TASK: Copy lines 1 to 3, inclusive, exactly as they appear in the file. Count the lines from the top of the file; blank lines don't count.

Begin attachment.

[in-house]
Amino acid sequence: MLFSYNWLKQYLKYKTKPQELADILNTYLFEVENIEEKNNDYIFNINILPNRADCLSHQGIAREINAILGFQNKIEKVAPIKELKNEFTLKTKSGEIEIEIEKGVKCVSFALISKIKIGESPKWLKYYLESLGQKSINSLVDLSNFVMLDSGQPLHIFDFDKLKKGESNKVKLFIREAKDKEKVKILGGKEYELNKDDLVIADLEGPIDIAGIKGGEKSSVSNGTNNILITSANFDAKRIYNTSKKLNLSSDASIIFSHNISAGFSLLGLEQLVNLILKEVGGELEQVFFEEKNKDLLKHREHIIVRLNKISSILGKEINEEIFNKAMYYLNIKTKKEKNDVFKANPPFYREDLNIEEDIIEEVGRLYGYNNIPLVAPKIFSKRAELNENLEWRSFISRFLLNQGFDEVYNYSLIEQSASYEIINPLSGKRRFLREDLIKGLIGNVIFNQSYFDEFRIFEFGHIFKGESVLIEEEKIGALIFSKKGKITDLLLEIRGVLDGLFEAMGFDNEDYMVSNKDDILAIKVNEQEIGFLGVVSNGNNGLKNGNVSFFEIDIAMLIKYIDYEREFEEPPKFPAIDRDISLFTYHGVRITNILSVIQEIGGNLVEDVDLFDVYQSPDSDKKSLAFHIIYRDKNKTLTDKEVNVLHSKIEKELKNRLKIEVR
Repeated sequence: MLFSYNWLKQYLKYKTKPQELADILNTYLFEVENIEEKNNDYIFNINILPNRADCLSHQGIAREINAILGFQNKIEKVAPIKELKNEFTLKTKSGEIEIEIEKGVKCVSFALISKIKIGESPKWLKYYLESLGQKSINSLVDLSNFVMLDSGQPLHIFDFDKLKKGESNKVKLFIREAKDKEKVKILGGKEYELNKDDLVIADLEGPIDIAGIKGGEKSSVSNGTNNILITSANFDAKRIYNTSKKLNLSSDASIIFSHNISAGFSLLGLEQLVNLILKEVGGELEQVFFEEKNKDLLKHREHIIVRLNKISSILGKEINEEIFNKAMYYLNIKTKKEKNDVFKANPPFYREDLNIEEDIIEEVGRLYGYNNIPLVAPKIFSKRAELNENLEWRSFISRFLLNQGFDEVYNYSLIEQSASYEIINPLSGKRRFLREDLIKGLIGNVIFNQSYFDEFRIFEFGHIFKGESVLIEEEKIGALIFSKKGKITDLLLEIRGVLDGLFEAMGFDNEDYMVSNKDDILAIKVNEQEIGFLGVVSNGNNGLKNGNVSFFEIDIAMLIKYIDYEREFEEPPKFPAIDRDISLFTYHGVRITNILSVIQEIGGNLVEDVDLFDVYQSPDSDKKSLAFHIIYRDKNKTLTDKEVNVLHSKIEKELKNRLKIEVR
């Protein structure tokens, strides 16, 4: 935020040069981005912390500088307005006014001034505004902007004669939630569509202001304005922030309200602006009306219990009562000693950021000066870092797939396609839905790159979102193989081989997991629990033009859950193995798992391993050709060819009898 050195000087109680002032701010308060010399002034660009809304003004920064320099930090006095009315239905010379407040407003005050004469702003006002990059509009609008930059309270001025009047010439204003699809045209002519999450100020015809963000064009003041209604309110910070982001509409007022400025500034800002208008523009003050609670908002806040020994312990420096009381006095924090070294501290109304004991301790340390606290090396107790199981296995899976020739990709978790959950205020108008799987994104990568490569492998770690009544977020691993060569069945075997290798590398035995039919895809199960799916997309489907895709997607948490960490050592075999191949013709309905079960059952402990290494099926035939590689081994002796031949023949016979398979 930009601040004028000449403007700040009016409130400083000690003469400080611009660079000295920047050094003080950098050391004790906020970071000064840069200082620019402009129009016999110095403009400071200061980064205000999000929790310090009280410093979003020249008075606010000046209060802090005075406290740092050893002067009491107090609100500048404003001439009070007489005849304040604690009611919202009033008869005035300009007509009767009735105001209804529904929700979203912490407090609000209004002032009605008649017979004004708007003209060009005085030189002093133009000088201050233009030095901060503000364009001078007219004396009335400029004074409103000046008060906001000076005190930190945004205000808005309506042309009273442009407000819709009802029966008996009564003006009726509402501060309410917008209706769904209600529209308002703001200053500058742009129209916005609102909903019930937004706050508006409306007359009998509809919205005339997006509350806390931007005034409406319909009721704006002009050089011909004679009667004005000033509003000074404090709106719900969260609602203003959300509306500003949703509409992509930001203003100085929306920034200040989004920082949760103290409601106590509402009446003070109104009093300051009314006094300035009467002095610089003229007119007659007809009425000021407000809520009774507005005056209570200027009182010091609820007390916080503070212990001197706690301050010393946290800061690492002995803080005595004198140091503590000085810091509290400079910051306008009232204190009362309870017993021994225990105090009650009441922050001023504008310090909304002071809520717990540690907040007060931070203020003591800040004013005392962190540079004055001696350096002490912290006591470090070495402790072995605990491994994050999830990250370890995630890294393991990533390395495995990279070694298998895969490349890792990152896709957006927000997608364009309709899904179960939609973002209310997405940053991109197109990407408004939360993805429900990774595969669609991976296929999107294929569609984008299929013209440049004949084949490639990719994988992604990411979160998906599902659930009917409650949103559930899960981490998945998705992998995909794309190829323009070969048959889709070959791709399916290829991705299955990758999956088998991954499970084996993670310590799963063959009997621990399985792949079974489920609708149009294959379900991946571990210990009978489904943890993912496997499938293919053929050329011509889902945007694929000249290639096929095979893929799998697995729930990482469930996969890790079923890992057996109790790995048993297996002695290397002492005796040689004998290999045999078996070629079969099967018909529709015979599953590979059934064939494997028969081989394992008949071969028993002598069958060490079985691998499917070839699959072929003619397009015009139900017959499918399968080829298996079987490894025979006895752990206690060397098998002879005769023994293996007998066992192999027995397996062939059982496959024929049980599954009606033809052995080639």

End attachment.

[in-house]
Amino acid sequence: MLFSYNWLKQYLKYKTKPQELADILNTYLFEVENIEEKNNDYIFNINILPNRADCLSHQGIAREINAILGFQNKIEKVAPIKELKNEFTLKTKSGEIEIEIEKGVKCVSFALISKIKIGESPKWLKYYLESLGQKSINSLVDLSNFVMLDSGQPLHIFDFDKLKKGESNKVKLFIREAKDKEKVKILGGKEYELNKDDLVIADLEGPIDIAGIKGGEKSSVSNGTNNILITSANFDAKRIYNTSKKLNLSSDASIIFSHNISAGFSLLGLEQLVNLILKEVGGELEQVFFEEKNKDLLKHREHIIVRLNKISSILGKEINEEIFNKAMYYLNIKTKKEKNDVFKANPPFYREDLNIEEDIIEEVGRLYGYNNIPLVAPKIFSKRAELNENLEWRSFISRFLLNQGFDEVYNYSLIEQSASYEIINPLSGKRRFLREDLIKGLIGNVIFNQSYFDEFRIFEFGHIFKGESVLIEEEKIGALIFSKKGKITDLLLEIRGVLDGLFEAMGFDNEDYMVSNKDDILAIKVNEQEIGFLGVVSNGNNGLKNGNVSFFEIDIAMLIKYIDYEREFEEPPKFPAIDRDISLFTYHGVRITNILSVIQEIGGNLVEDVDLFDVYQSPDSDKKSLAFHIIYRDKNKTLTDKEVNVLHSKIEKELKNRLKIEVR
Repeated sequence: MLFSYNWLKQYLKYKTKPQELADILNTYLFEVENIEEKNNDYIFNINILPNRADCLSHQGIAREINAILGFQNKIEKVAPIKELKNEFTLKTKSGEIEIEIEKGVKCVSFALISKIKIGESPKWLKYYLESLGQKSINSLVDLSNFVMLDSGQPLHIFDFDKLKKGESNKVKLFIREAKDKEKVKILGGKEYELNKDDLVIADLEGPIDIAGIKGGEKSSVSNGTNNILITSANFDAKRIYNTSKKLNLSSDASIIFSHNISAGFSLLGLEQLVNLILKEVGGELEQVFFEEKNKDLLKHREHIIVRLNKISSILGKEINEEIFNKAMYYLNIKTKKEKNDVFKANPPFYREDLNIEEDIIEEVGRLYGYNNIPLVAPKIFSKRAELNENLEWRSFISRFLLNQGFDEVYNYSLIEQSASYEIINPLSGKRRFLREDLIKGLIGNVIFNQSYFDEFRIFEFGHIFKGESVLIEEEKIGALIFSKKGKITDLLLEIRGVLDGLFEAMGFDNEDYMVSNKDDILAIKVNEQEIGFLGVVSNGNNGLKNGNVSFFEIDIAMLIKYIDYEREFEEPPKFPAIDRDISLFTYHGVRITNILSVIQEIGGNLVEDVDLFDVYQSPDSDKKSLAFHIIYRDKNKTLTDKEVNVLHSKIEKELKNRLKIEVR